On more than one occasion, people told me I was too pessimistic. How is it, they asked, that you see gloom and doom, while Shimon Peres, who is directly involved, has a rosy view of things?
We met the president, they said, and he's sure peace is just around the corner. Peres prophesies it, and Benjamin Netanyahu will bring it. And you, who lack faith, are spreading worry. Their words had the tone of a reprimand.
I examined myself: Was I a born pessimist, suspicious from birth? Not necessarily. But my life experiences planted in me the seed of doubt, which struck roots and is gradually growing.
Now, the birds circling the president's residence have spread the word: Peres is disappointed. At the Knesset's opening session he hinted at his frustrations, revealed by his heart to his mouth, and by his mouth to us.
"Peres looked pessimistic, tired, worried and sober," wrote Yossi Verter, describing the scene in Haaretz. And from the podium, Peres rebuked Netanyahu, revealing some of his disappointment.
This disappointment is not surprising. What was surprising was the earlier hope. On what basis did Peres have faith in Netanyahu and help him deceive the entire world? On the basis of his character, his past, or the camaraderie of people traveling together in an Audi A8?
You can put your trust in solid ground, but not in shifting sands. And Peres is no naif, to be taken in by anything Netanyahu tells him. So what happened here? Why did he decide to serve as an advocate for dishonesty?
What exactly did Netanyahu tell him one-on-one? Did he lay out his secret and final map for a peace deal, or did he make do with the statement, "You will yet see that I'm serious; I'll surprise you yet?"
Did Netanyahu tell Peres he intended to keep building in the settlements and reject U.S. President Barack Obama's appeal for an extension of the freeze? Did he tell him that not a single illegal outpost would be evacuated, and that no price tag would be set for stealing land and burning mosques and olive trees? Did he tell him that he intended to ignite Jerusalem as well, to Judaize Arab neighborhoods, evict Palestinians from their homes and, precisely at this moment, pass a national priorities law that does not distinguish between east and west Jerusalem?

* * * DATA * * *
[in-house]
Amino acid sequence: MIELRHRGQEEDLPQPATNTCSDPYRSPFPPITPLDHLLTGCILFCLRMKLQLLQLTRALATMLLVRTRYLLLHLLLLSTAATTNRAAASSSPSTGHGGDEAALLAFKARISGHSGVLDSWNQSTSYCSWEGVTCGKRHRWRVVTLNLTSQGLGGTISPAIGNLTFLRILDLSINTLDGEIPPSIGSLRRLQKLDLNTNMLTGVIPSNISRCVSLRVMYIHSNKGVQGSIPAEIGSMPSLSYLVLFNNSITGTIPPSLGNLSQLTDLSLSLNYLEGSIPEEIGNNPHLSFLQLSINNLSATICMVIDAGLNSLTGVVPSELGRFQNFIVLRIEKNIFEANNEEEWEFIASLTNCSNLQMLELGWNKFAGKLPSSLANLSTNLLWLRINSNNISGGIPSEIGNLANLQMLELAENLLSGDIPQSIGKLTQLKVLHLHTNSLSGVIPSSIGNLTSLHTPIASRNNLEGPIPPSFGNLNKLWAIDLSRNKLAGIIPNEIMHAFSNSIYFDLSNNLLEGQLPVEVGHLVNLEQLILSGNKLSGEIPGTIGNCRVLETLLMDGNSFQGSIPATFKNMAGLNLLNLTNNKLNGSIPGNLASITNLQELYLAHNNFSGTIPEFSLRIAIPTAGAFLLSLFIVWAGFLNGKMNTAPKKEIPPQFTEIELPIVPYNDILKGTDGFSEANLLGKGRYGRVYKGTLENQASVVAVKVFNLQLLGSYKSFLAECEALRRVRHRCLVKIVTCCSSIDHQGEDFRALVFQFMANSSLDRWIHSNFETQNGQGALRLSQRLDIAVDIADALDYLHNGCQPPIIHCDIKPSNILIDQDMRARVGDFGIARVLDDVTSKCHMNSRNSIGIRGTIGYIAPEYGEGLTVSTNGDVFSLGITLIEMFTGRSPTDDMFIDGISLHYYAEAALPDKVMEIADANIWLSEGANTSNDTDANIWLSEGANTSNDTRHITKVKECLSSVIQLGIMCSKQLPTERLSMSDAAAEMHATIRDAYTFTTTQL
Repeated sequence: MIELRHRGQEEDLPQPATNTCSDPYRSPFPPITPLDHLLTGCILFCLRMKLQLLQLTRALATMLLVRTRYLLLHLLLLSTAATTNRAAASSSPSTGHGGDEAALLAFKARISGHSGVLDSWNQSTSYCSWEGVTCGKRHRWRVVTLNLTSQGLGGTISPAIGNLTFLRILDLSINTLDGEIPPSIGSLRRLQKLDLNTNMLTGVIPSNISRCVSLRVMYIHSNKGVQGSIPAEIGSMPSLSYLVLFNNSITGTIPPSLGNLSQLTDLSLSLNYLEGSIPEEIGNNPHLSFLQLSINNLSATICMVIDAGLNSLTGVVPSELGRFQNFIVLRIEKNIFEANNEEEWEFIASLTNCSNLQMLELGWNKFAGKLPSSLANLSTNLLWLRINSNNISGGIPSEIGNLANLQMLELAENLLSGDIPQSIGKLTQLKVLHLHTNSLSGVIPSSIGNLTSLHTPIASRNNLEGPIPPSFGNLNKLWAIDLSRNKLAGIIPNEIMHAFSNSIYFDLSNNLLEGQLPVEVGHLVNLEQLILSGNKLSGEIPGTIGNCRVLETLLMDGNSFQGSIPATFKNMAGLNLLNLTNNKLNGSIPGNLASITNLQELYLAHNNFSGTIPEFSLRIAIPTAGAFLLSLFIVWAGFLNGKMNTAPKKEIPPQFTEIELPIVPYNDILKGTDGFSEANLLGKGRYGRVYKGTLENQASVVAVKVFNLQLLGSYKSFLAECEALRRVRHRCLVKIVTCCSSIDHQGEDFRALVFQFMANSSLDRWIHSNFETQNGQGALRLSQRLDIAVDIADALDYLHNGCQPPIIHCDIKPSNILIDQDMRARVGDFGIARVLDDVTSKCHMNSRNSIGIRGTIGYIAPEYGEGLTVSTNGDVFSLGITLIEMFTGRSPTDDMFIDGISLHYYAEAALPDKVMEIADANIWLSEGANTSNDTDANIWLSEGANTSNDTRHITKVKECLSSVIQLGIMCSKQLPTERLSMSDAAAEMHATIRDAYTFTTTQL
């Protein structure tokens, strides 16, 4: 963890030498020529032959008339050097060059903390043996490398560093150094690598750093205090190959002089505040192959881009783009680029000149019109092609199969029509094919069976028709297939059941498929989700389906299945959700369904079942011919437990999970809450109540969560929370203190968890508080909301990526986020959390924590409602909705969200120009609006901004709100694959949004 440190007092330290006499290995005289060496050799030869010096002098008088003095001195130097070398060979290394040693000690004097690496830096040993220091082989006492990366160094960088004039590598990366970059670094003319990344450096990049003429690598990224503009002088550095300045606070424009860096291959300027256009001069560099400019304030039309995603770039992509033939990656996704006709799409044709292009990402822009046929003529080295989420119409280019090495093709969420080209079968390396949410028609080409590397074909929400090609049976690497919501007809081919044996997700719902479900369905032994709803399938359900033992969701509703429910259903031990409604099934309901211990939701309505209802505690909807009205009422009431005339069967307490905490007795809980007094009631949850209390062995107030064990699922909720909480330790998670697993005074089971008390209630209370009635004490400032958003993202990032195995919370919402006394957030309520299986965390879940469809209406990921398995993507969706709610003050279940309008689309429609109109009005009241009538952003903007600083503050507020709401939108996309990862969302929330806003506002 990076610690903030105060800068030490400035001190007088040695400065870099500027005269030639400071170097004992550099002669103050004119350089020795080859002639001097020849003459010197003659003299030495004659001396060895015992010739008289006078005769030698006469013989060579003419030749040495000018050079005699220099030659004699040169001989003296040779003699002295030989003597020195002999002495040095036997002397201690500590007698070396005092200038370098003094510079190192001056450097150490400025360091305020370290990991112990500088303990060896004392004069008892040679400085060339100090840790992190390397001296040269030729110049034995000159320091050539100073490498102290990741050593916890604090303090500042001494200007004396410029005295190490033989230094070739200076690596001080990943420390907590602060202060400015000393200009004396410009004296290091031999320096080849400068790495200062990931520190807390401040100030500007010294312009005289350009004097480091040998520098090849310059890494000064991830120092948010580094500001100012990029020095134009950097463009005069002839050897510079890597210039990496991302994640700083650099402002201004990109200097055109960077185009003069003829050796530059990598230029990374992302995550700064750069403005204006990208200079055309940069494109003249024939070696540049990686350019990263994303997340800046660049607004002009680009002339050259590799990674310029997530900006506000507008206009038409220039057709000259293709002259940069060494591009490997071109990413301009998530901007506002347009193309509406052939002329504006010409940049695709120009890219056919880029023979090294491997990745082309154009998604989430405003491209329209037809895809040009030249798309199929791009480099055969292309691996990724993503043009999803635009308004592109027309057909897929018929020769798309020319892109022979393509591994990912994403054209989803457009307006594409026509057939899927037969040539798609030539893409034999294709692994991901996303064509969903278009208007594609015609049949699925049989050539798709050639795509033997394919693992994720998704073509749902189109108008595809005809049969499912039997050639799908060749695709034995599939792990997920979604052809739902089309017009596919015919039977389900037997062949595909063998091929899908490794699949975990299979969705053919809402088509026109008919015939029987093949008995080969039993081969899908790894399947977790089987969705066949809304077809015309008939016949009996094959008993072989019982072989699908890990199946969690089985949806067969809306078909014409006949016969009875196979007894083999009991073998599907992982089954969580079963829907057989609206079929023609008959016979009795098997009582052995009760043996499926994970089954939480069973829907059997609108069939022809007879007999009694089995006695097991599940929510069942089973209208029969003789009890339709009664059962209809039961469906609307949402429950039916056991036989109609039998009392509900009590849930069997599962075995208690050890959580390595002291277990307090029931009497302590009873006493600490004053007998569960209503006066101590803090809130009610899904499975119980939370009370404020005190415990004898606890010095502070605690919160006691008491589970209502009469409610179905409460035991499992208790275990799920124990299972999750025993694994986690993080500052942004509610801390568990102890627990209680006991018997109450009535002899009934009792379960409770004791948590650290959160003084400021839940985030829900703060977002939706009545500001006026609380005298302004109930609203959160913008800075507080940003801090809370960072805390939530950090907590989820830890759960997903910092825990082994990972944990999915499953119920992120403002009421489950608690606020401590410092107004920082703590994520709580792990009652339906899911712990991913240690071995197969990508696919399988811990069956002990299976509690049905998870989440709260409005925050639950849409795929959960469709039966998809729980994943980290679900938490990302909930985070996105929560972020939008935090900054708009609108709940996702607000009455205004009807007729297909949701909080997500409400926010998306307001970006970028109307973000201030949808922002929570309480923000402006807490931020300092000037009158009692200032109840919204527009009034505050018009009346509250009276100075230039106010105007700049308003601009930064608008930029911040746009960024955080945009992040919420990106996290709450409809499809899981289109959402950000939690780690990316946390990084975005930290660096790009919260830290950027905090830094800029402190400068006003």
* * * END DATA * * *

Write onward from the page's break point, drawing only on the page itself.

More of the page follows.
Did he tell him frankly that he was determined to condition the negotiations on Palestinian recognition of Israel as the "Jewish state?" Did he tell him that he would not relinquish his natural partners, Avigdor Lieberman, Eli Yishai and Daniel Hershkowitz, and that he would not form a different coalition? Did he tell him - and only him - in confidence that he sees trapped miners somewhere who inspire worldwide solidarity?
Whether he told Peres or not, we ought to know: Was the Nobel Peace Prize laureate a knowing or unknowing accomplice in deceit, accessory to a fraud?
The president, after all, is a knowledgeable and experienced man. He is not one to believe insincere promises. Who has been burned more than Peres in the past, and therefore ought to be careful? It was none other than Netanyahu who buried the Oslo agreements, who pretended to negotiate and sign the Wye Accord but then immediately sabotaged that as well.
Netanyahu is, shall we say, not known as a straight shooter. That's not the strong side of his personality. He has on occasion been a tad inaccurate.
So what motivated the president to spread the prime minister's message as if he were a herald walking before him, or as retainer trailing behind him? Why did he see fit to give unlimited credit to someone whose whole life is in overdraft?
Maybe Peres will agree to explain the mystery. Tomorrow in Rabin Square would be a good opportunity.
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